“What Should I Say When The Customer Calls And He’s Mad As Hell?”


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Anything except, “I’m sorry!”

You can say, “I apologize,” but that’s not what the customer is looking for. You can begin to tell your story about what happened, but that’s not what the customer is looking for.

The customer is looking for two things: They want to know that you care about them personally, and they want to know what you are going to do about it now.

The best way to apologize is to let the customer vent first. Don’t interrupt, just take notes and make empathetic noises. You can even tell the customer that it makes you mad too. Second, ask the customer what their speed of need is. Do they need it by tomorrow? Do they need it today? Or did they need it yesterday?

Most customers will have needed it by yesterday. This is your big chance to be memorable, by getting it there the day before yesterday (just kidding). The reality is their need for speed will determine your action plan for recovery. Realize that you have hit a flash-point and are in jeopardy of losing the customer. Therefore, any action you take towards recovery is a positive one.

The interesting news is that most big companies have firm policies in place that preclude memorable recovery: needing an invoice, needing a customer number, needing a return shipment authorization, and other crapola that no angry customer wants to hear.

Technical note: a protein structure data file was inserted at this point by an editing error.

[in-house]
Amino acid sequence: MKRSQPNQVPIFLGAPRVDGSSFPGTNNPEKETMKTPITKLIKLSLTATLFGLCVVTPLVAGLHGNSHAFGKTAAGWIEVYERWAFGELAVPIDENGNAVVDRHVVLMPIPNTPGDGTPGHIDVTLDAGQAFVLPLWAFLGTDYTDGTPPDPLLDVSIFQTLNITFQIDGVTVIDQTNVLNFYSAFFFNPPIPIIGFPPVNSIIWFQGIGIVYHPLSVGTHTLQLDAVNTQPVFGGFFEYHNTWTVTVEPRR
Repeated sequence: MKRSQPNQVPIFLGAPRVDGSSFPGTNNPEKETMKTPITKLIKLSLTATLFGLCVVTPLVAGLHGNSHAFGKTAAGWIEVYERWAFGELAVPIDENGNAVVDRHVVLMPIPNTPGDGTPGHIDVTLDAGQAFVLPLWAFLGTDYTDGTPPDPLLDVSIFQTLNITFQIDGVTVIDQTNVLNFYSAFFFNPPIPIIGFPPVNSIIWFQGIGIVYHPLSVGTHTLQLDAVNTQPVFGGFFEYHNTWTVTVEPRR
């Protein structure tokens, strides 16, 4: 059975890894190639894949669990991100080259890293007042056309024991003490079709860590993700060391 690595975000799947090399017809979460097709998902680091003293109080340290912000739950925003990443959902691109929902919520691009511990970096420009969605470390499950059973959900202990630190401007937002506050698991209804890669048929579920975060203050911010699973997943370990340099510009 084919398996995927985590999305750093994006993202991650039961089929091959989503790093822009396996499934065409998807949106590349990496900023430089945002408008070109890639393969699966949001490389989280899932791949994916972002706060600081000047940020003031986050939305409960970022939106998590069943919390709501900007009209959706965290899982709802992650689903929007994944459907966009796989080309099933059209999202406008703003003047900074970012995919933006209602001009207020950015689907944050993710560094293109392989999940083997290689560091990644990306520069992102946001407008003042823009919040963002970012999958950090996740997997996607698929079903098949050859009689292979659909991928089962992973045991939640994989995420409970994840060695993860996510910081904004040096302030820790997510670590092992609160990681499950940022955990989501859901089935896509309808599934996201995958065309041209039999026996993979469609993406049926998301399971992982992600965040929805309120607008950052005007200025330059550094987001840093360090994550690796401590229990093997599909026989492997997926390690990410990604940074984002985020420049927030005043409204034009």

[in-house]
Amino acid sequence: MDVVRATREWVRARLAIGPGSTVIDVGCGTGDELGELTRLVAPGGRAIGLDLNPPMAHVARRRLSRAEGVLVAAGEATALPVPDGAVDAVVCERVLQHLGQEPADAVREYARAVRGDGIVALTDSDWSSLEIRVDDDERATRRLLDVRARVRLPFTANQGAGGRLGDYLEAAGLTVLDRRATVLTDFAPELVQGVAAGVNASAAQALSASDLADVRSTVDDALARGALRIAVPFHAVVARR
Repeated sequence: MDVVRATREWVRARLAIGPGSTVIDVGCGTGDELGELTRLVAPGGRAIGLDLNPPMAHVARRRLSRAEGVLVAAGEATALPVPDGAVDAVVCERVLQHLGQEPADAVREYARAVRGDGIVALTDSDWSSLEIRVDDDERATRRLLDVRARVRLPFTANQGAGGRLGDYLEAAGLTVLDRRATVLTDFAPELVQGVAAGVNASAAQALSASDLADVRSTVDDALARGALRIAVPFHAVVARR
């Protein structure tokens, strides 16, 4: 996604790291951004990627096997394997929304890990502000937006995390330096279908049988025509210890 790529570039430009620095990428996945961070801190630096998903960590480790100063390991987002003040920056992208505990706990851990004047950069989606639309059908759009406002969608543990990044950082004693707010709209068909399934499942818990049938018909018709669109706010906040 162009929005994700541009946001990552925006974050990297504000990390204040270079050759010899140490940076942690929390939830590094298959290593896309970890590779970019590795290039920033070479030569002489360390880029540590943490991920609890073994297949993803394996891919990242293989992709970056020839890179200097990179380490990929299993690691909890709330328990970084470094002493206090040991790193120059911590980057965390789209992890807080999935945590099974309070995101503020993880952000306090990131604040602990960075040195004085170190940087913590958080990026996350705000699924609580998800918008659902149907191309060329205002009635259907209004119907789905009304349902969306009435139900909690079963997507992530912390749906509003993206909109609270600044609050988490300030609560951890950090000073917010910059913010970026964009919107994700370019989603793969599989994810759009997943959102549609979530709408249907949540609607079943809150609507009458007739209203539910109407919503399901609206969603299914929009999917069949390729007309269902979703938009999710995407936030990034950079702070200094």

FINAL ANSWER: Tell them what they want to hear. That you apologize, that you understand how they feel, that you are meeting with the appropriate people to get a resolve, and that it will be done in 24-hours. No blame, no excuses, no drama.

EPILOG: Follow up with a personal call and a personal note of thanks. This makes the recovery complete, and paves the way for the next order, or a favorable referral.

Republished with author's permission from original post.

Jeffrey Gitomer
Jeffrey Gitomer is the author of The New York Times best sellers The Sales Bible, The Little Red Book of Selling, The Little Black Book of Connections, and The Little Gold Book of YES! Attitude.


  1. I wish I had $1.00 for every time a customer service representative robotically said “I apologize for that.” The statement has utterly lost its meaning, not to mention that by this time every livid customer knows that the phrase is in The Script.

    I like the points you’ve made, but for me, the best interactions have occurred when the rep makes it very clear that he or she owns the problem, and will take personal responsibility for ensuring that it gets resolved. That happens so rarely that when it does, it comes across as a thing of beauty.

    “The Buck Stops Here” didn’t make your final list, but you you might want to include it, as the statement means everything for a customer who wants a wrong righted.


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